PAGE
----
With that said, I would first weigh whether any school I was considering was for profit or not for profit, and then weigh that with the following: does the college have well respected faculty members on permanent staff? Do they go to efforts to bring in and host a variety of influential practitioners of our time? Are the staff & lecturers licensed practitioners with significant clinical experience? How busy is the student clinic? To enroll in a school without having gone to many treatments in their clinic to see the style of practice while chatting up the students on how they like the program shows little commitment by the individual in question. Should none of these turn up an obvious location, then I would paradoxically choose the least rigorous or least expensive college, using the extra-curricular time and extra income afforded to create a self education outside of the school. As I first said, there is no perfect school, so it is up to the individual to weigh the pros and cons, think out of the box and create the best initial possible learning experience during those 3-4 student years while remaining positive about what they are learning in class. Sadly, many students seem passive about their learning, thinking they deserve to be fed knowledge sitting in a classroom instead of actively striving to immerse themselves in the medicine through all means possible. School and licensing is only the beginning. It is a cover charge paid to actually begin learning medicine.
All of this is of course just my personal opinion. It is not based on any research done, nor do I care to do that research and learn about every institution. But as a life long student of this medicine, I have experienced a bit of everything I have just mentioned–I learned in mentor relationships with old practitioners, spending years proving I was worth teaching before actually being taught anything substance. I flew back and forth between China and a college in the United States for 3 years to obtain my MSOM and licensure and created an irreplaceable educational experience for myself despite having been in the field longer than every faculty member at the college except for one. I have interned in the most famous hospitals in Beijing for years, seeing the course this medicine has officially taken that is so different from the education I obtained in the very same city. I am currently finishing a doctoral program in Hangzhou, creating a wonderful experience while those around me complain of the quality of the education offered. As a seminar organizer and presenter, I have visited no small amount of schools over the past 20 years, interfacing with their administrations, teachers, graduates and students. So while it is only opinion, it is based on quite a bit of exposure. Alas, there is no one college I can recommend.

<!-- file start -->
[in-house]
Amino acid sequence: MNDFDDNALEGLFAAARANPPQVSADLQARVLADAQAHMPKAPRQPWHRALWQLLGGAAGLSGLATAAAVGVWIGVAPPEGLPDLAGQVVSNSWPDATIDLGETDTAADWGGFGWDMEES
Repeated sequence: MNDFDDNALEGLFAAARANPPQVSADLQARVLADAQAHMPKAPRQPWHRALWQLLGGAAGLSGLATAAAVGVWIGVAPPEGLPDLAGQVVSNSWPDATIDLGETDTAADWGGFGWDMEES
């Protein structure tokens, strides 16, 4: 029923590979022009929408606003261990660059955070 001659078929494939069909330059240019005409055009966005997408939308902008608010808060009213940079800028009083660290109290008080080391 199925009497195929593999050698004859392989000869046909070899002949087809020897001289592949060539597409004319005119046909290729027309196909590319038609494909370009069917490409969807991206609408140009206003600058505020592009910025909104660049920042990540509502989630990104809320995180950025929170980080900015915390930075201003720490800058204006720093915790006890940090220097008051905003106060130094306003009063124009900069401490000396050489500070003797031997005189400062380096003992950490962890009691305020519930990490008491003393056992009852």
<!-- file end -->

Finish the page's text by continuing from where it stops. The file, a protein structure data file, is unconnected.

This is not a vocation to be chosen at a Career Fair, but a calling to help the sick and care for the suffering. The vocation requires dedication to study, dedication to personal cultivation and dedication to the patients we treat. A path like that can only begin with dedicated study, a choice that should not be taken lightly.
November 12th, 2013